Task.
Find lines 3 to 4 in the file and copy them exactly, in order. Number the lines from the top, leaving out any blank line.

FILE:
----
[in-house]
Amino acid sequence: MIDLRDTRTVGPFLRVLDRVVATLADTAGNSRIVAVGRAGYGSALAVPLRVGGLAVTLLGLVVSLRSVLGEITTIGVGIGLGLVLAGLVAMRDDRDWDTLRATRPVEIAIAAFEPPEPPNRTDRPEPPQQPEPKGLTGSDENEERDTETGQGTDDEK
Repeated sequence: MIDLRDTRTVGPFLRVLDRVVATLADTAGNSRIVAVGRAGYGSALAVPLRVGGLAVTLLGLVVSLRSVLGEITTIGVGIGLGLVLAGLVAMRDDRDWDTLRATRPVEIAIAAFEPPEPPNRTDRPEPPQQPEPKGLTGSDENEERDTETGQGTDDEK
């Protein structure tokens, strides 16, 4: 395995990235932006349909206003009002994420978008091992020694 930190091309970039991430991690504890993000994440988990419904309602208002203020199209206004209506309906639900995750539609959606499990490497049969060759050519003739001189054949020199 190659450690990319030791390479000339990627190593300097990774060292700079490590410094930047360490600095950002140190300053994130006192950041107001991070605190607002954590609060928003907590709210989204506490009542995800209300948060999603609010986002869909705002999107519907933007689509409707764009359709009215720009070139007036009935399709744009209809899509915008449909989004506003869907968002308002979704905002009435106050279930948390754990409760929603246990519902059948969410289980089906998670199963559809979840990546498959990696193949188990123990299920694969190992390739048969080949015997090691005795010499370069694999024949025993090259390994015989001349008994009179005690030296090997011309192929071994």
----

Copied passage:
Repeated sequence: MIDLRDTRTVGPFLRVLDRVVATLADTAGNSRIVAVGRAGYGSALAVPLRVGGLAVTLLGLVVSLRSVLGEITTIGVGIGLGLVLAGLVAMRDDRDWDTLRATRPVEIAIAAFEPPEPPNRTDRPEPPQQPEPKGLTGSDENEERDTETGQGTDDEK
């Protein structure tokens, strides 16, 4: 395995990235932006349909206003009002994420978008091992020694 930190091309970039991430991690504890993000994440988990419904309602208002203020199209206004209506309906639900995750539609959606499990490497049969060759050519003739001189054949020199 190659450690990319030791390479000339990627190593300097990774060292700079490590410094930047360490600095950002140190300053994130006192950041107001991070605190607002954590609060928003907590709210989204506490009542995800209300948060999603609010986002869909705002999107519907933007689509409707764009359709009215720009070139007036009935399709744009209809899509915008449909989004506003869907968002308002979704905002009435106050279930948390754990409760929603246990519902059948969410289980089906998670199963559809979840990546498959990696193949188990123990299920694969190992390739048969080949015997090691005795010499370069694999024949025993090259390994015989001349008994009179005690030296090997011309192929071994």